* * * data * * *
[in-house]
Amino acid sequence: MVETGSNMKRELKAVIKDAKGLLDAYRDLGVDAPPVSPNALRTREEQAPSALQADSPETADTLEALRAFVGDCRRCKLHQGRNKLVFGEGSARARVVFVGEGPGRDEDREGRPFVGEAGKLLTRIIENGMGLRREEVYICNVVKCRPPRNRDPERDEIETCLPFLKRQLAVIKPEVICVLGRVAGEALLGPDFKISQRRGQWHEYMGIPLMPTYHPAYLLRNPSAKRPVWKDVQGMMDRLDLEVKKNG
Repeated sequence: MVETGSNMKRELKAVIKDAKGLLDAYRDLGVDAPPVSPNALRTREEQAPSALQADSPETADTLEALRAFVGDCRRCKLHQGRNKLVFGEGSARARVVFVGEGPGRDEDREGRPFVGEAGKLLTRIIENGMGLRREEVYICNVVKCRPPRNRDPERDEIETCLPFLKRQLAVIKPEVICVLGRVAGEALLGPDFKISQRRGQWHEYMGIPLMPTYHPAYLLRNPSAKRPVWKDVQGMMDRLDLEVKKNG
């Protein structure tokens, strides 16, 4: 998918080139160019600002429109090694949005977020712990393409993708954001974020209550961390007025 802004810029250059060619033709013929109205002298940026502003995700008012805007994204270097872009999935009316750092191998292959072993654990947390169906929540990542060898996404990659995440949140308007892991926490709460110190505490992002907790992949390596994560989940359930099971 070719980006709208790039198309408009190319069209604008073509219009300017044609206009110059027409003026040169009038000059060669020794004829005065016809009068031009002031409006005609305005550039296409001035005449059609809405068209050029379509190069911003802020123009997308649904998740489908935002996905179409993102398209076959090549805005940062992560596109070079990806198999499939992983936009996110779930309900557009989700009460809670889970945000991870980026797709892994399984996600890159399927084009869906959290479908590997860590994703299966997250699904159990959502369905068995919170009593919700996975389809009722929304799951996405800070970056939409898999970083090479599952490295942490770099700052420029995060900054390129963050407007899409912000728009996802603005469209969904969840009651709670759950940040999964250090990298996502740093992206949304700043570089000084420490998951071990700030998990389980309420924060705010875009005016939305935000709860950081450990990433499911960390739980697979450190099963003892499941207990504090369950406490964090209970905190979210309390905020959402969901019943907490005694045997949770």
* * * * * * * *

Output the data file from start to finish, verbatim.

[in-house]
Amino acid sequence: MVETGSNMKRELKAVIKDAKGLLDAYRDLGVDAPPVSPNALRTREEQAPSALQADSPETADTLEALRAFVGDCRRCKLHQGRNKLVFGEGSARARVVFVGEGPGRDEDREGRPFVGEAGKLLTRIIENGMGLRREEVYICNVVKCRPPRNRDPERDEIETCLPFLKRQLAVIKPEVICVLGRVAGEALLGPDFKISQRRGQWHEYMGIPLMPTYHPAYLLRNPSAKRPVWKDVQGMMDRLDLEVKKNG
Repeated sequence: MVETGSNMKRELKAVIKDAKGLLDAYRDLGVDAPPVSPNALRTREEQAPSALQADSPETADTLEALRAFVGDCRRCKLHQGRNKLVFGEGSARARVVFVGEGPGRDEDREGRPFVGEAGKLLTRIIENGMGLRREEVYICNVVKCRPPRNRDPERDEIETCLPFLKRQLAVIKPEVICVLGRVAGEALLGPDFKISQRRGQWHEYMGIPLMPTYHPAYLLRNPSAKRPVWKDVQGMMDRLDLEVKKNG
């Protein structure tokens, strides 16, 4: 998918080139160019600002429109090694949005977020712990393409993708954001974020209550961390007025 802004810029250059060619033709013929109205002298940026502003995700008012805007994204270097872009999935009316750092191998292959072993654990947390169906929540990542060898996404990659995440949140308007892991926490709460110190505490992002907790992949390596994560989940359930099971 070719980006709208790039198309408009190319069209604008073509219009300017044609206009110059027409003026040169009038000059060669020794004829005065016809009068031009002031409006005609305005550039296409001035005449059609809405068209050029379509190069911003802020123009997308649904998740489908935002996905179409993102398209076959090549805005940062992560596109070079990806198999499939992983936009996110779930309900557009989700009460809670889970945000991870980026797709892994399984996600890159399927084009869906959290479908590997860590994703299966997250699904159990959502369905068995919170009593919700996975389809009722929304799951996405800070970056939409898999970083090479599952490295942490770099700052420029995060900054390129963050407007899409912000728009996802603005469209969904969840009651709670759950940040999964250090990298996502740093992206949304700043570089000084420490998951071990700030998990389980309420924060705010875009005016939305935000709860950081450990990433499911960390739980697979450190099963003892499941207990504090369950406490964090209970905190979210309390905020959402969901019943907490005694045997949770």